15. The NOC of claim 9 wherein each memory communications controller configured to execute a memory access instruction is further configured to identify the network location of a cache coherency directory containing the state of the cache line.
16. The NOC of claim 9 wherein the state of the cache line further comprises a mask identifying the IP blocks controlling caches storing copies of a shared cache line, and
each memory communications controller configured to broadcast an invalidate command to a plurality of IP blocks is configured to transmit an invalidate command only to those IP blocks controlling caches storing the shared cache line.
Description
BACKGROUND OF THE INVENTION

1. Field of the Invention

The field of the invention is data processing, or, more specifically apparatus and methods for data processing with a network on chip (‘NOC’) that maintains cache coherency.

2. Description of Related Art

There are two widely used paradigms of data processing; multiple instructions, multiple data (‘MIMD’) and single instruction, multiple data (‘SIMD’). In MIMD processing, a computer program is typically characterized as one or more threads of execution operating more or less independently, each requiring fast random access to large quantities of shared memory. MIMD is a data processing paradigm optimized for the particular classes of programs that fit it, including, for example, word processors, spreadsheets, database managers, many forms of telecommunications such as browsers, for example, and so on.

SIMD is characterized by a single program running simultaneously in parallel on many processors, each instance of the program operating in the same way but on separate items of data. SIMD is a data processing paradigm that is optimized for the particular classes of applications that fit it, including, for example, many forms of digital signal processing, vector processing, and so on.

There is another class of applications, however, including many real-world simulation programs, for example, for which neither pure SIMD nor pure MIMD data processing is optimized. That class of applications includes applications that benefit from parallel processing and also require fast random access to shared memory. For that class of programs, a pure MIMD system will not provide a high degree of parallelism and a pure SIMD system will not provide fast random access to main memory stores.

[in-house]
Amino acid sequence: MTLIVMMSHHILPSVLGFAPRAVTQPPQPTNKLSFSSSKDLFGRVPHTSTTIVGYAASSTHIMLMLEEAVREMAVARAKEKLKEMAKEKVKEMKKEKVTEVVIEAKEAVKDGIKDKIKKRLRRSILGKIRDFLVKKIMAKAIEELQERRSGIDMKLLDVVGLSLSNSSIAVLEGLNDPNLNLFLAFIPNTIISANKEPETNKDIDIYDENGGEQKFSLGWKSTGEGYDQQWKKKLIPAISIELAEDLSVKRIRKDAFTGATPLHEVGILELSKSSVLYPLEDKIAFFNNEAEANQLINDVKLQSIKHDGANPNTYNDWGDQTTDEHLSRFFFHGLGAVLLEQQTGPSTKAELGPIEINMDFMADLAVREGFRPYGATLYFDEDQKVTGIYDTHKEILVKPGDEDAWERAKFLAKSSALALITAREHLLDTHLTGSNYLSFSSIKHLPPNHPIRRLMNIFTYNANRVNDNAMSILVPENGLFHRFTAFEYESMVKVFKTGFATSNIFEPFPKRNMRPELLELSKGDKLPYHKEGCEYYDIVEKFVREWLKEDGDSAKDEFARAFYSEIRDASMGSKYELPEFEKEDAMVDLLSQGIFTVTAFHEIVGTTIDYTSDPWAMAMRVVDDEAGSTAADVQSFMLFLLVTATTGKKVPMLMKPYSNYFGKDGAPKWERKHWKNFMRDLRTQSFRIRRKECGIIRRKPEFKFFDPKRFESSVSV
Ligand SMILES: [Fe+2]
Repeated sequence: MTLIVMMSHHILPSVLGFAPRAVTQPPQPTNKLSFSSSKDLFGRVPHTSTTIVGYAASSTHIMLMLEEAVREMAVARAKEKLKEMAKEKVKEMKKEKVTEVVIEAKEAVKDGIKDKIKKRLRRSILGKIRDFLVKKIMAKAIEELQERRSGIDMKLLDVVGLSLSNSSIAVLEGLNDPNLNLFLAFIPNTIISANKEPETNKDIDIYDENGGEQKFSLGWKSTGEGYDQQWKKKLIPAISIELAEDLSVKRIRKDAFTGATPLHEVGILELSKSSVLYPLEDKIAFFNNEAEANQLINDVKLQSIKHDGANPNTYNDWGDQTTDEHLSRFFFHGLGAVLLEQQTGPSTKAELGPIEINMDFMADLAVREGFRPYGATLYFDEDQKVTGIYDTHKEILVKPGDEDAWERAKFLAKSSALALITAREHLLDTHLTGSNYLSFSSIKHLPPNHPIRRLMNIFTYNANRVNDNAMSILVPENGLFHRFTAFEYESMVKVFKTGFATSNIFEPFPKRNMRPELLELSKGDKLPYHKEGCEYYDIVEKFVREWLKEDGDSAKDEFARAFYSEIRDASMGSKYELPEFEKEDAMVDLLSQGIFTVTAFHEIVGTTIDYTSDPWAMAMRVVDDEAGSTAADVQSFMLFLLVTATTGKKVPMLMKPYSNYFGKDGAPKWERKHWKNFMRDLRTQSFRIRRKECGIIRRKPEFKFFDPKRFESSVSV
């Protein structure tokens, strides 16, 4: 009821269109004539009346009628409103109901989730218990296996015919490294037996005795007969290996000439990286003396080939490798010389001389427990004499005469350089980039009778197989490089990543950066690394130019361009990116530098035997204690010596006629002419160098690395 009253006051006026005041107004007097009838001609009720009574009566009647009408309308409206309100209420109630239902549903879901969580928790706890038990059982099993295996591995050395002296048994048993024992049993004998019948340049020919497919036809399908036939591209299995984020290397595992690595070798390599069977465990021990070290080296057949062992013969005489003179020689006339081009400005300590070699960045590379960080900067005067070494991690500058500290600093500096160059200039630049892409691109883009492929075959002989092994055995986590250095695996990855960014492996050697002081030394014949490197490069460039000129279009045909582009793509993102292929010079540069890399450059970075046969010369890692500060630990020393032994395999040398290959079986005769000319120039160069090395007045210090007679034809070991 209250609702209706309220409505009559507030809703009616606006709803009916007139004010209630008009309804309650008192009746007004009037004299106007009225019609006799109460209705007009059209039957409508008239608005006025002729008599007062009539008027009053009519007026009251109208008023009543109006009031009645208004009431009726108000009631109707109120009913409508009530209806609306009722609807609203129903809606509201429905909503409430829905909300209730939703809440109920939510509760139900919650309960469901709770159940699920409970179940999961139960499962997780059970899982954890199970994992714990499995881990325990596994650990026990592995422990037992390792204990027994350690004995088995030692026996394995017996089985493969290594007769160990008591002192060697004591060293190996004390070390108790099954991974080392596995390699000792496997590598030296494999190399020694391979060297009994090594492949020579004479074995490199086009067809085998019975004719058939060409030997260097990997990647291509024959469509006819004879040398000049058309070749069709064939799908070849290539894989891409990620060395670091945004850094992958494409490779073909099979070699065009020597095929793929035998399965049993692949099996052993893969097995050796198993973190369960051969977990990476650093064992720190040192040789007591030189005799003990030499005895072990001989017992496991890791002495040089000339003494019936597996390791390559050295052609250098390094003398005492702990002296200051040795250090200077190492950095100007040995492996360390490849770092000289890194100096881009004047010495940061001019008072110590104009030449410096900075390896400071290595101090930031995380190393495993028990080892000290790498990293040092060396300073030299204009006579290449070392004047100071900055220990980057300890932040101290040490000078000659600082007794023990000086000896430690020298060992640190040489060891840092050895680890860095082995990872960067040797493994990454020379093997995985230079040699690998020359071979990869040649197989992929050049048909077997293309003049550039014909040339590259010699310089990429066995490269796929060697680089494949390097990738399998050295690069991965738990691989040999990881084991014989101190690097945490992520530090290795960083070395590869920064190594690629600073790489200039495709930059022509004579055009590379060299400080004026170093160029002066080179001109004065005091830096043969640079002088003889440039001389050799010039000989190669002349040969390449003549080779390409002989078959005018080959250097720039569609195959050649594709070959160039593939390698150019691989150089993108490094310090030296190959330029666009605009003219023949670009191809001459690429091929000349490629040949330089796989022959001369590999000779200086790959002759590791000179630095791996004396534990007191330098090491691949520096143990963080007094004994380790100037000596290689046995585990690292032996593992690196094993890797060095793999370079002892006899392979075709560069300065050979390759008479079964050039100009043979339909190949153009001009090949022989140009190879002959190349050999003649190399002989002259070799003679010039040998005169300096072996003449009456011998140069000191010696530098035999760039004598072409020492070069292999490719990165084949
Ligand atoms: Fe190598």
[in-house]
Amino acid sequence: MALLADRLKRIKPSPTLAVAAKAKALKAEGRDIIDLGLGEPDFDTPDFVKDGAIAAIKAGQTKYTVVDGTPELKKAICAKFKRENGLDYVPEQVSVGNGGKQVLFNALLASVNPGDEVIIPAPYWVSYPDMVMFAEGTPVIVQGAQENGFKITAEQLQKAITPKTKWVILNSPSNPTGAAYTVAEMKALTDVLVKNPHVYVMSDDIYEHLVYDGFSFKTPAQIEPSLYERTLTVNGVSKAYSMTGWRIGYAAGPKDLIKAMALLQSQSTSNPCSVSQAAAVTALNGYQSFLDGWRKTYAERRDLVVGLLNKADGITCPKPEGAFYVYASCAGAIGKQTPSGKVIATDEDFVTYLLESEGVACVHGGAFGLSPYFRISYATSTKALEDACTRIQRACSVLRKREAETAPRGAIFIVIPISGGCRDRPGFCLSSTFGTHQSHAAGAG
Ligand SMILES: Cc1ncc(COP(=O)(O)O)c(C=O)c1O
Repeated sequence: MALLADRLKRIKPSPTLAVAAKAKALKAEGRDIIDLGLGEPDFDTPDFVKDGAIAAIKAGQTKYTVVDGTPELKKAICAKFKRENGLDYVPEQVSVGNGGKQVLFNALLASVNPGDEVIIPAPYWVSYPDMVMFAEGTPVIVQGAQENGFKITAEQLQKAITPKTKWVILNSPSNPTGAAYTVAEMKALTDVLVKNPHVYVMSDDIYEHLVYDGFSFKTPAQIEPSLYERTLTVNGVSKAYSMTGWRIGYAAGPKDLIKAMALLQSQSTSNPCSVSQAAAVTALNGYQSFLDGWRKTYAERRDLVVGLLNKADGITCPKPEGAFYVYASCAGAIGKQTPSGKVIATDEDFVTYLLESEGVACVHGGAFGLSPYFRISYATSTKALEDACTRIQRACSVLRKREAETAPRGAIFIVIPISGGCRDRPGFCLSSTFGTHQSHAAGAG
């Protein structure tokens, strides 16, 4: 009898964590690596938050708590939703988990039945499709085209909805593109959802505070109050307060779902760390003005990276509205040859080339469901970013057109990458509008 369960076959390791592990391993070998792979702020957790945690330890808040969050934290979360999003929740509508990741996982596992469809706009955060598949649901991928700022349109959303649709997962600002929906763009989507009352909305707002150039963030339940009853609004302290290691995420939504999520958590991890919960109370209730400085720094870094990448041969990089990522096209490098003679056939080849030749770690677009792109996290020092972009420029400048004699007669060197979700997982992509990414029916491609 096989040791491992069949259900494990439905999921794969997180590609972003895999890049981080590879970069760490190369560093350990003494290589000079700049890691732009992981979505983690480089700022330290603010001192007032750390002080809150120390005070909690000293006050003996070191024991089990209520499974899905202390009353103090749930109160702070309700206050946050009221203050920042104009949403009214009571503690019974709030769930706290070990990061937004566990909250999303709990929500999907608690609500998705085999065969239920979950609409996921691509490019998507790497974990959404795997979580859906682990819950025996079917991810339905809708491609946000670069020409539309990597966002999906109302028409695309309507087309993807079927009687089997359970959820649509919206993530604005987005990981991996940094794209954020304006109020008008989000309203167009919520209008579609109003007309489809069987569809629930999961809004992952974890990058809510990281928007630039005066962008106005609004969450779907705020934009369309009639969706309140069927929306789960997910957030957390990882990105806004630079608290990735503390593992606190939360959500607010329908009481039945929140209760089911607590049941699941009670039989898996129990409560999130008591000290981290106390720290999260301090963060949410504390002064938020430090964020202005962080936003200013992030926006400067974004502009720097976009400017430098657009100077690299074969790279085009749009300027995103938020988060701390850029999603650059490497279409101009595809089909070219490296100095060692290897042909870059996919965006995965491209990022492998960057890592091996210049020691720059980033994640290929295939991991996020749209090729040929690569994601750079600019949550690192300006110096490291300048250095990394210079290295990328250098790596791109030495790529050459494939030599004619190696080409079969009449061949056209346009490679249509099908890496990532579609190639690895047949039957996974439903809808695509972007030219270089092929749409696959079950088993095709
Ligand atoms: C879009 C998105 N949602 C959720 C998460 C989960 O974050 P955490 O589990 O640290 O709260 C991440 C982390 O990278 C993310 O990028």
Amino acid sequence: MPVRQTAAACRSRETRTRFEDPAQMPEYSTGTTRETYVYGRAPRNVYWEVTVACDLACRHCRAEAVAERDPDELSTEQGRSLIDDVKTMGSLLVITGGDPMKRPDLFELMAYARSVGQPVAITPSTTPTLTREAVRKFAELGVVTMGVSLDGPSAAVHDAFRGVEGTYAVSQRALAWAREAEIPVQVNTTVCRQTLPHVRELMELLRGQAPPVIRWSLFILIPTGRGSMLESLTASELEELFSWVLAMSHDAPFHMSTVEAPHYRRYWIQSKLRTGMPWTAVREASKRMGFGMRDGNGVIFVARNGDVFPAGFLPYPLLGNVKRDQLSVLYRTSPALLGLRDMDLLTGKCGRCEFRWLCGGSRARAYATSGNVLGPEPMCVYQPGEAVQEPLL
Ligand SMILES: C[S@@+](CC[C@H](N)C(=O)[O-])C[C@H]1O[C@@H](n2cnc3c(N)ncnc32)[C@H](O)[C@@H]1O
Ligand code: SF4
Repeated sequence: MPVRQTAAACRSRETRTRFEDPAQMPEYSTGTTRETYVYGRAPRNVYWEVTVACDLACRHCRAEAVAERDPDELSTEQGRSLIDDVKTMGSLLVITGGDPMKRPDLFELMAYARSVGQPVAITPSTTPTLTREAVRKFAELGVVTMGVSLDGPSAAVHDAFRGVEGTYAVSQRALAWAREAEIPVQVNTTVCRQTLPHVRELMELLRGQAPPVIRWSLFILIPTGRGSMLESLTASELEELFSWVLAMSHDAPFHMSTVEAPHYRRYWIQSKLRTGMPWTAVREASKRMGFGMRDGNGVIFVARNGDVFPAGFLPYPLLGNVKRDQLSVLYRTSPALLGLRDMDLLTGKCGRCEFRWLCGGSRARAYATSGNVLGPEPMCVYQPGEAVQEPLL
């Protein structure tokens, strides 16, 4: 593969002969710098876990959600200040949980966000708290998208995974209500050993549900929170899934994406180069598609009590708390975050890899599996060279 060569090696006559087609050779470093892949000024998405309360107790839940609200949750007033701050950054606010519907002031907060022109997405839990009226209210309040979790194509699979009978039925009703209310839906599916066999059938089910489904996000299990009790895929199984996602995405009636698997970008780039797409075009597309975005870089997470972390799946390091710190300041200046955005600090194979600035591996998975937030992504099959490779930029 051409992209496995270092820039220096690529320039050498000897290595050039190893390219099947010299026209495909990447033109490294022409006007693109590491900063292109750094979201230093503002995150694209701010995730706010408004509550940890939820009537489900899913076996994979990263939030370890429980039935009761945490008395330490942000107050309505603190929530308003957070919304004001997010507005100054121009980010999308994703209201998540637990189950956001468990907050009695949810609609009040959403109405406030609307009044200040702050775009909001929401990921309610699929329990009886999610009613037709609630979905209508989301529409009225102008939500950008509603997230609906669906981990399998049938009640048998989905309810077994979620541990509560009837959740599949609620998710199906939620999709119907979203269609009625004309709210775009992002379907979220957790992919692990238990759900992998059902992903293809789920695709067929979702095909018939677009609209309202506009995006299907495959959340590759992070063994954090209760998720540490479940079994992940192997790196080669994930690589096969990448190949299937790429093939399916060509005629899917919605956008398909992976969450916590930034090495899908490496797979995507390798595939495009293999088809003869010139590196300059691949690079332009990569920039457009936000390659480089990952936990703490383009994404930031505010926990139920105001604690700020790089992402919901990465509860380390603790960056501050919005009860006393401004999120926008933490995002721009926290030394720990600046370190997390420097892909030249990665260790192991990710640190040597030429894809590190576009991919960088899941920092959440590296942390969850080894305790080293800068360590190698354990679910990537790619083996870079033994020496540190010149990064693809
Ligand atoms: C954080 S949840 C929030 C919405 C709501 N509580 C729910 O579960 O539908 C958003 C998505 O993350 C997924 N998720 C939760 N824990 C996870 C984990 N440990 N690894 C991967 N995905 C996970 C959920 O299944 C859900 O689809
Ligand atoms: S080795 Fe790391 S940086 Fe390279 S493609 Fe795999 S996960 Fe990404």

SUMMARY OF THE INVENTION

A network on chip (‘NOC’) that maintains cache coherency, the NOC including integrated processor (‘IP’) blocks, routers, memory communications controllers, and network interface controller, each IP block adapted to a router through a memory communications controller and a network interface controller, at least one memory communications controller further comprising a cache coherency controller each memory communications controller controlling communication between an IP block and memory, and each network interface controller controlling inter-IP block communications through routers, wherein the memory communications controller configured to execute a memory access instruction and configured to determine a state of a cache line addressed by the memory access instruction, the state of the cache line being one of shared, exclusive, or invalid; the memory communications controller configured to broadcast an invalidate command to a plurality of IP blocks of the NOC if the state of the cache line is shared; and the memory communications controller configured to transmit an invalidate command only to an IP block that controls a cache where the cache line is stored if the state of the cache line is exclusive.

The foregoing and other objects, features and advantages of the invention will be apparent from the following more particular descriptions of exemplary embodiments of the invention as illustrated in the accompanying drawings wherein like reference numbers generally represent like parts of exemplary embodiments of the invention.